16 March 2016

HS2 heading for the buffers

By Nigel Vinson

If the Chancellor is looking for economies in today’s Budget and needs measures to improve the nation’s falling productivity – he should look no further than to scrap HS2 before the project becomes irreversible.  It looks doomed anyway, after the recent report from Heriot Watt University, Edinburgh, estimating its safe maximum running speed due to ground conditions as 157 miles per hour – little more than existing trains.

Transport experts at the Institute of Economic Affairs claim that it could now cost – allowing for ancillary developments and connections – some £80 billion compared to £30 billion when first projected.  For many travellers, it won’t even do what it set out to do: save time.  It won’t even directly link to the continent via HS1 – a ten minute walk between the two terminals, Euston to St Pancras, put paid to that.  Several stations along its route are out of town – adding an extra stage to journeys.

It will be at least seventeen years before HS2 is finished and then, like every other high-speed railway in the world, operating at a substantial loss with a huge national subsidy – mainly from people who never use it.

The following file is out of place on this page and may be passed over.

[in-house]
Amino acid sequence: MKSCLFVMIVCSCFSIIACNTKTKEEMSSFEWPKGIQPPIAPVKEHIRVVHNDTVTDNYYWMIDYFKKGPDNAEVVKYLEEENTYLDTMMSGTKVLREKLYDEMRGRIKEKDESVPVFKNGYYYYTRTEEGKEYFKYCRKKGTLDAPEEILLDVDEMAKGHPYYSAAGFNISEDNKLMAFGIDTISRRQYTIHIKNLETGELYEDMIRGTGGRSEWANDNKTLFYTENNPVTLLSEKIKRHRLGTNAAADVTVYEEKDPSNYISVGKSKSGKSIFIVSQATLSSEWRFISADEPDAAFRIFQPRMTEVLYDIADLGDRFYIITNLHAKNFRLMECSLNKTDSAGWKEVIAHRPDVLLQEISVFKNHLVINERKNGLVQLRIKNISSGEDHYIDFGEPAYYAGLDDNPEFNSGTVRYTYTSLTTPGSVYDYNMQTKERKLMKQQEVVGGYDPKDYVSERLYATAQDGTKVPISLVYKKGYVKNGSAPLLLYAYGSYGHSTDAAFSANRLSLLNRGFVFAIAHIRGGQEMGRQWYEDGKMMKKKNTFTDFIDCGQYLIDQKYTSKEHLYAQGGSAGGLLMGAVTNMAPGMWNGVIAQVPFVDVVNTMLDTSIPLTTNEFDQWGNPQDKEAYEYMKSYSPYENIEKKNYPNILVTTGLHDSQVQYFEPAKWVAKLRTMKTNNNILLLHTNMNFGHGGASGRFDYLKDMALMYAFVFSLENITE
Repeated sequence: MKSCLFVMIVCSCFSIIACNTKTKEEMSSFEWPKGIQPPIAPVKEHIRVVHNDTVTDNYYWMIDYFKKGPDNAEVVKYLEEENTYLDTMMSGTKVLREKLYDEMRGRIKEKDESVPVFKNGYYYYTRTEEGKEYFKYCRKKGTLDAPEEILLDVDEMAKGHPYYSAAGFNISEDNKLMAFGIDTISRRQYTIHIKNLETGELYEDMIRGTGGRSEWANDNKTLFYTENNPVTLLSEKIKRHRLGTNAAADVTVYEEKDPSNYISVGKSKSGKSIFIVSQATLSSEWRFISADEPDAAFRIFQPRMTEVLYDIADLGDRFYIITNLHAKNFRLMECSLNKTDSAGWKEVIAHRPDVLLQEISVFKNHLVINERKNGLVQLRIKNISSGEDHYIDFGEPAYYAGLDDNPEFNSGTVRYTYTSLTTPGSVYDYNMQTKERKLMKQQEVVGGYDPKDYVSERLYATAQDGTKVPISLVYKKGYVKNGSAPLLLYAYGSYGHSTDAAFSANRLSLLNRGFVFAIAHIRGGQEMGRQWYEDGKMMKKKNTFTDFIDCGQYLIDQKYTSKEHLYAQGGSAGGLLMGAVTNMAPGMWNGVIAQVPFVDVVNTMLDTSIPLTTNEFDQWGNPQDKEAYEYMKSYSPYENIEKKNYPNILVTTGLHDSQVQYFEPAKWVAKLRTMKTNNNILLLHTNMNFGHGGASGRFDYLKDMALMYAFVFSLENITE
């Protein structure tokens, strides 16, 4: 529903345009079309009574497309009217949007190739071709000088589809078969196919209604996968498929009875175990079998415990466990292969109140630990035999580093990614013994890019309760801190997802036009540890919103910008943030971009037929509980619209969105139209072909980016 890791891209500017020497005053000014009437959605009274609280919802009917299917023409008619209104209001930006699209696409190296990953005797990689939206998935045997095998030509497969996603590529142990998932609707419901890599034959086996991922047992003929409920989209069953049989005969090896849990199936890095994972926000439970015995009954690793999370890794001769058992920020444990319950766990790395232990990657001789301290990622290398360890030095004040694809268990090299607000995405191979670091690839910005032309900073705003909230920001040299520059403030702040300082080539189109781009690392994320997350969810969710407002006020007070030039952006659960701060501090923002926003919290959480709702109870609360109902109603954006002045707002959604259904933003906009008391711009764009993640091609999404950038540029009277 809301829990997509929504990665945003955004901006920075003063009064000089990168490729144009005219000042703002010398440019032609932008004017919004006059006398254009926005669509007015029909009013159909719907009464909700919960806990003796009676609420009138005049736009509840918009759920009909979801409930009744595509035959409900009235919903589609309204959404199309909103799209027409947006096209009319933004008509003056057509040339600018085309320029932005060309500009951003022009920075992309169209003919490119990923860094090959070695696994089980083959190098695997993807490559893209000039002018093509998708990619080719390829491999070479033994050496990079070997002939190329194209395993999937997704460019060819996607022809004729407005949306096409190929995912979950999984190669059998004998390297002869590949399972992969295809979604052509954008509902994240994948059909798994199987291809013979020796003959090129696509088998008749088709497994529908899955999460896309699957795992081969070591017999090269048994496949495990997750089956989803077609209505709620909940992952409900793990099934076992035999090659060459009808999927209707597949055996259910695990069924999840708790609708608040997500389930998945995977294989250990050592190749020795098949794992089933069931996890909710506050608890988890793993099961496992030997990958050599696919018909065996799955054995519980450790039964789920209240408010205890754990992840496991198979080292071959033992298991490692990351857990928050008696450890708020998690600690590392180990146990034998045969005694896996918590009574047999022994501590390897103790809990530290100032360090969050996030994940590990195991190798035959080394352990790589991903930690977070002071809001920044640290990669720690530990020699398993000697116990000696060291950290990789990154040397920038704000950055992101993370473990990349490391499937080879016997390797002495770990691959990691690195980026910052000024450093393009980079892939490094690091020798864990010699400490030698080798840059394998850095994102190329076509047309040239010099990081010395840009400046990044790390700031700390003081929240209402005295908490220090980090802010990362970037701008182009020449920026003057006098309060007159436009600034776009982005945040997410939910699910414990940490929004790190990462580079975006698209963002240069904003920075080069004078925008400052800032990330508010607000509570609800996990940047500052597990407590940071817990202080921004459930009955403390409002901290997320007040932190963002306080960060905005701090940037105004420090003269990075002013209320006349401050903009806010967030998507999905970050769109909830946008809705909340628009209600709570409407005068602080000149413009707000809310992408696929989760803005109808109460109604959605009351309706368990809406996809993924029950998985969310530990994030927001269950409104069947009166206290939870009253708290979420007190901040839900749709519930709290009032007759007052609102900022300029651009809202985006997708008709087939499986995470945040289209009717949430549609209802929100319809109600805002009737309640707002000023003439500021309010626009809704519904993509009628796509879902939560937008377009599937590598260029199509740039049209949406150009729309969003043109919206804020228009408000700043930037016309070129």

It is a rich boy’s toy – and an anachronistic one at that – being the most expensive form of transport, at least twice the cost of flying, often more expensive than by car and probably three times the cost of going by bus.

If it is productivity the Chancellor is after, he should invest in the roads – a universal transport system – which are crying out for betterment.  The A1 to Scotland is still not fully dualled and the link roads over the Pennines a constant source of delay and accidents.  If he wants to power the North, he should try the awful road from Manchester to Sheffield which takes at least an hour but if duelled could half the journey time – how’s that for a real gain?!

In the UK economy 90% relies on roads and in our small island rail freight is mostly uneconomical.  Consequently goods go by road because the three-stage journey, inevitable by rail, cannot compete with door to door overnight deliveries.  Ask any white van driver – the people who really understand about time saving!  Even  spending a few millions on slip roads at roundabouts would ease much congestion and bring substantial economic benefit.

Lord Adonis, you are probably too committed to change your mind but Chancellor, there is time to change yours.  Why not be persuaded by the damning report on HS2 from the House of Lords Economic Affairs Committee, which the Treasury appears to have ignored, and scrap this fanciful project and divert the savings to more rewarding investment  – before your high speed rail costs hit the buffers?

Lord Vinson is Life Vice President and former Chair of the IEA Board of Trustees